The Church has led the way in the protection and equality of women more than any other institution. But, singleness, I maintain, is not normal and should not be condoned by clergymen who do not want to challenge their single parishioners. Men need to step up to the plate. Even Thomas More married a widow with children whom he did not love at first, because this was his duty. That he came to love her is true.

Also, there are few ways a woman can serve as a single person. A friend of mine was recently attacked coming home from a prayer meeting at night.

Also, many people are prejudiced. Think on these things.

Supertradmum said...

NQ, May I add that the lady attacked was not the first one I know attacked coming from a Church function. Men have forgotten that it is their duty to protect women in our cultures. Now, there may some wealthy ladies who can buy protection, but the vast majority of Catholic women I know would love to be married. Why haven't men found the appropriate partners? Because they are looking for Barbie-dolls instead of real women. I agree with you about the old ways about which I wrote in the first post. I cannot believe that men cannot find someone. They are not, then, in the trad communities.

Supertradmum said...

NQ PPS, may I add that many men do not like to be challenged in their own faith. Indeed, look at the words of St. Paul on marriage on the sacrifice demanded of men, "to love their wives as their own body". Wow. How many really want to do that?

Nescio Quid said...

Hey STM, it's interesting that you thought I was a man. Actually, I'm a woman! :-)

I also know quite a few elderly widowed women whose children live in other countries or far away. They get on with their lives, but they are just as vulnerable as other single women. Being married does not guarantee not being alone later in life. I think there are many ways a single person can serve their community. I myself have looked after a few elderly women through different acts of service because their children weren't around. I don't get what you mean when you say there are few ways - I say this respectfully. Perhaps you have a very narrow definition of what being of service means...

But in any case, I am certainly not advocating a single life as a preference to the married life. I am merely saying that one shouldn't act desperately about being unmarried, because it might just be God's will. (One shouldn't be fatalistic of course, but forcing the issue if the time isn't right, does no one any good.) And if so, God in all His mercy will certainly provide opportunities and the grace to be of service to others.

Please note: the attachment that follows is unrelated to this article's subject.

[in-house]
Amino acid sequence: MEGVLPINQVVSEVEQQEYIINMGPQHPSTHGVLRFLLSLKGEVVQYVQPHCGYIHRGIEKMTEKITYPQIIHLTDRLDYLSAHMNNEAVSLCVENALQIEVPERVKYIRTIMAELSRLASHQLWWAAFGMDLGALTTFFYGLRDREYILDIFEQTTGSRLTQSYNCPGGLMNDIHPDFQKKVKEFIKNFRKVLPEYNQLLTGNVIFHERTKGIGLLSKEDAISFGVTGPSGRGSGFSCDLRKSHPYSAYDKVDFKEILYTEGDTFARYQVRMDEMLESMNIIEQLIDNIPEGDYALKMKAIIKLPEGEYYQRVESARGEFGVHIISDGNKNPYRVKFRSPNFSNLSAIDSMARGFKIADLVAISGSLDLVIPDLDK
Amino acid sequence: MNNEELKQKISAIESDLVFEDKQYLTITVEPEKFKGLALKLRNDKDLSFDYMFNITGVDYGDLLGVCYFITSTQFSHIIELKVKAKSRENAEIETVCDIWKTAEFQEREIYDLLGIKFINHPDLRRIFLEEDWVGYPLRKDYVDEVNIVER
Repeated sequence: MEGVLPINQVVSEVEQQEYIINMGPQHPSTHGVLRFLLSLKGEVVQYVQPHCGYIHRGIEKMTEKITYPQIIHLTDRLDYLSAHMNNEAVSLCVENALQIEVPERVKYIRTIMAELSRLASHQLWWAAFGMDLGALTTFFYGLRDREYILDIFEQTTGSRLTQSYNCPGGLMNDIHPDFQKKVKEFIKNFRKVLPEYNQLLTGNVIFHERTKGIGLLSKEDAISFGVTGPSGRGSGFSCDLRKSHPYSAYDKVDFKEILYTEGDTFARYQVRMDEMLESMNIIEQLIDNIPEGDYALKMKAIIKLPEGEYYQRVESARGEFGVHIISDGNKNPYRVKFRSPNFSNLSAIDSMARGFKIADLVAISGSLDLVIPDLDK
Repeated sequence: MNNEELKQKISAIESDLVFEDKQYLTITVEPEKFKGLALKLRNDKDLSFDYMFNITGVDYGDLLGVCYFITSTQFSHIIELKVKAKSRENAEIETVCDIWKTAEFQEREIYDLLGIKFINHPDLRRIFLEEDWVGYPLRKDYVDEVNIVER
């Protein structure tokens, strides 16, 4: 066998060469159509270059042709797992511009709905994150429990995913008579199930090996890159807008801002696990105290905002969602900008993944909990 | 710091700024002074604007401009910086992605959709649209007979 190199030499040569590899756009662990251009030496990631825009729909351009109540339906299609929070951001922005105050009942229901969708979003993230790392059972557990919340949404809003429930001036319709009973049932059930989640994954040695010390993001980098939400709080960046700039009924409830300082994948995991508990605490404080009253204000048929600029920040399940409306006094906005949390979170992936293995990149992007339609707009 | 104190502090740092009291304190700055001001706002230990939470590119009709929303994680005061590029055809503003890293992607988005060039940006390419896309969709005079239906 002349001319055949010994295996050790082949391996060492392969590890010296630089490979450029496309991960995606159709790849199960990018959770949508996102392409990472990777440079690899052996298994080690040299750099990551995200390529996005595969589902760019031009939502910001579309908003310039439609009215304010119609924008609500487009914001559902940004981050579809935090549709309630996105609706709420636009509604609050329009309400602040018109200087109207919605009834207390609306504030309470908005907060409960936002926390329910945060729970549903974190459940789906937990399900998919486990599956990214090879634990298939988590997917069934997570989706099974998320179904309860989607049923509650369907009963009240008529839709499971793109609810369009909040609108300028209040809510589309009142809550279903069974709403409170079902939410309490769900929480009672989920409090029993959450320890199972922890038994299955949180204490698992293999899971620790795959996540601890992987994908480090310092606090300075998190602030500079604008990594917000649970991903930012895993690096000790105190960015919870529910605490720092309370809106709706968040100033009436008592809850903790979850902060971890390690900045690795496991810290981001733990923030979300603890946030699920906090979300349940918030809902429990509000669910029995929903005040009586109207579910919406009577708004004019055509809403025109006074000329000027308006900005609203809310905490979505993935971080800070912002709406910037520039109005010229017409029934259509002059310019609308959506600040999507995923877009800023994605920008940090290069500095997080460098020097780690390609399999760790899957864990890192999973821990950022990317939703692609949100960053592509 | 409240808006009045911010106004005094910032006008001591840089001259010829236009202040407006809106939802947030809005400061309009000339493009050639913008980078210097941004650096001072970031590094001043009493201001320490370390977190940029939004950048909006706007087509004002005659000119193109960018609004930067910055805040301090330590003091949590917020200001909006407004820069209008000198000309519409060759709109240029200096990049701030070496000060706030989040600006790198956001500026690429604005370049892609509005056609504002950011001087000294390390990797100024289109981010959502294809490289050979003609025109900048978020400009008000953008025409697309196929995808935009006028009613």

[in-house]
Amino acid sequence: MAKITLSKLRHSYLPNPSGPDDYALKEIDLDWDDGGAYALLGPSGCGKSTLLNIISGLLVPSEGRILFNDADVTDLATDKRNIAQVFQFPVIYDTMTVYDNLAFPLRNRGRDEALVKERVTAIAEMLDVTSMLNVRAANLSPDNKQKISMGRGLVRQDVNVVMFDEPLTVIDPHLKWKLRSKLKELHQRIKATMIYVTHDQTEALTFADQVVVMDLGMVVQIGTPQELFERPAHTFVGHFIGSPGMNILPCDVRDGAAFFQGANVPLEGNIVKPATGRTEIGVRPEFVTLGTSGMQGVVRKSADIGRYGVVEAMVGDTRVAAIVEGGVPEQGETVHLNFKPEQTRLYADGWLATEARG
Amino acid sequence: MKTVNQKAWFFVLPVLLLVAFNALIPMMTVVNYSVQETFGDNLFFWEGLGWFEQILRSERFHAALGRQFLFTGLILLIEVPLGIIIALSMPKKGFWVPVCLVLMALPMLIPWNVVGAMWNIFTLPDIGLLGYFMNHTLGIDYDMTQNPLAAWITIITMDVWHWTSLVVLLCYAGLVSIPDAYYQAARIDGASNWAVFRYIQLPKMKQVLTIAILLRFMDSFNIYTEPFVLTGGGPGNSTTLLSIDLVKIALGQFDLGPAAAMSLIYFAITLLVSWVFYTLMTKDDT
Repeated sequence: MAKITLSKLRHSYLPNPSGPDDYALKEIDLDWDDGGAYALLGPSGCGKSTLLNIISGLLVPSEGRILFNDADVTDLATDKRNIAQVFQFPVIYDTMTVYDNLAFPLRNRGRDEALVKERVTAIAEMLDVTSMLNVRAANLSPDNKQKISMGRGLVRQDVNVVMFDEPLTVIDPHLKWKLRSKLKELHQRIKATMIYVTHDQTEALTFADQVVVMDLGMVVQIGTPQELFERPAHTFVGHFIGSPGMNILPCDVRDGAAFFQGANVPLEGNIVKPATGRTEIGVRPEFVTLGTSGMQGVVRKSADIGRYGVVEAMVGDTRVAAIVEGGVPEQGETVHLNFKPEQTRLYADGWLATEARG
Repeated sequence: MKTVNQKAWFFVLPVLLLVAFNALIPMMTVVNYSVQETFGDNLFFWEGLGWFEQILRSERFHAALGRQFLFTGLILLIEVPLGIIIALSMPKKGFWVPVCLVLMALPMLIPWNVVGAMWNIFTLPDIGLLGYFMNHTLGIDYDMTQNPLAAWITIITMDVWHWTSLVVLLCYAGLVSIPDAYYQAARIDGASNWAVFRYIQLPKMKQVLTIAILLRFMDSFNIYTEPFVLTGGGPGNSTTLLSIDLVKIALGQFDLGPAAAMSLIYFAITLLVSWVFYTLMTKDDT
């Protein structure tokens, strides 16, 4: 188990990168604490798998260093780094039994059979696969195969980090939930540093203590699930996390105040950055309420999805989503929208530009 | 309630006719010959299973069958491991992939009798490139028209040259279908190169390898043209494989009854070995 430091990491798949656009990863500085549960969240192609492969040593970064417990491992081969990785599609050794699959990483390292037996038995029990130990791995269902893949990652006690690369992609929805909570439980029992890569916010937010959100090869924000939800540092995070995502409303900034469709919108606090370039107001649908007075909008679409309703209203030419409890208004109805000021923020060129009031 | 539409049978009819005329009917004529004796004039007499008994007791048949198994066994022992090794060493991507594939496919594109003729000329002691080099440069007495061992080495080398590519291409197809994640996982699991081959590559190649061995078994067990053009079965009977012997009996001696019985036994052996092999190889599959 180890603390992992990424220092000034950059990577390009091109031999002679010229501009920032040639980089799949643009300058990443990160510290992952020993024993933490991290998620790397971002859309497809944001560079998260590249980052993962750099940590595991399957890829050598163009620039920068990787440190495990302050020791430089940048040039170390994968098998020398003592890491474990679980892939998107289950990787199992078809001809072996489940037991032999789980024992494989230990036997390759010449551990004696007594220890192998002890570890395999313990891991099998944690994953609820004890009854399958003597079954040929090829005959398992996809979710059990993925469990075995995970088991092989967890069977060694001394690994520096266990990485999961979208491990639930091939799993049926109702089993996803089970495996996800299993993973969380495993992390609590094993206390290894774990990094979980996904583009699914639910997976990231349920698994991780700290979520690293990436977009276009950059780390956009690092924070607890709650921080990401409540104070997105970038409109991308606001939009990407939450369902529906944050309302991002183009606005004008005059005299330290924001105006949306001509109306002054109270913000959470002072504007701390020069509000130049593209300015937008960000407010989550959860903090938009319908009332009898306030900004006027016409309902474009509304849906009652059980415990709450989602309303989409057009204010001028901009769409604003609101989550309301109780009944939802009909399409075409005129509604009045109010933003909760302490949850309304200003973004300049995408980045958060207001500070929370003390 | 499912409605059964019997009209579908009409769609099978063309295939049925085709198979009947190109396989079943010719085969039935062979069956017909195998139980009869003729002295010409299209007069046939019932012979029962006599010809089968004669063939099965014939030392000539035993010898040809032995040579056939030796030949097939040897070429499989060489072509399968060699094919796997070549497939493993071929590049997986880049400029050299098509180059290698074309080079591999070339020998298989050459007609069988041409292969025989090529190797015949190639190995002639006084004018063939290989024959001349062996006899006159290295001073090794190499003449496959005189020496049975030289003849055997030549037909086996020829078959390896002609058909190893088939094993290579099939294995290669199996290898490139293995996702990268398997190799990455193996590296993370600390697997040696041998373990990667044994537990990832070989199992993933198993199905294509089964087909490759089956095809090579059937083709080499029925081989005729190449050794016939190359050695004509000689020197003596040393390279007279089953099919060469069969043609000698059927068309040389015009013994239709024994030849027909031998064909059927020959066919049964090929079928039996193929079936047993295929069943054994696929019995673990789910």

Supertradmum said...

NQ apologies. But that was my fault. As to service, I do think that is a broad and poor term. If you are older and an American, even if you have degrees, you will be passed up by younger people for jobs. If you are in a parish, a single woman or a widow can be invisible to the rest of the community. I hear many sad stories of isolated women, many. And, they are not protected. By the way, marriage is not the only choice here for women. I am stating that one should choose-religious life is an option and should an must be considered.

We could have more great discussions on this. But, bye for now.

Nescio Quid said...

"If you are in a parish, a single woman or a widow can be invisible to the rest of the community. I hear many sad stories of isolated women, many.By the way, marriage is not the only choice here for women. I am stating that one should choose-religious life is an option and should an must be considered."

STM we can agree to differ, as you said earlier. The question of visibility has more to do with other factors rather than a woman's marital status. And again there are many ways to serve. Have a good day.

Supertradmum said...

NQ, unmarried women do not get invited to dinner to married people's houses. They do not get invited out at all to gatherings. If they are old, they are invisible. I do not know what kind of parish you come from but this is a very common problem in many places, as I talk to women all the time who are never taken in as part of a community. They can work on coffee mornings for years and be part of the liturgy and never be included.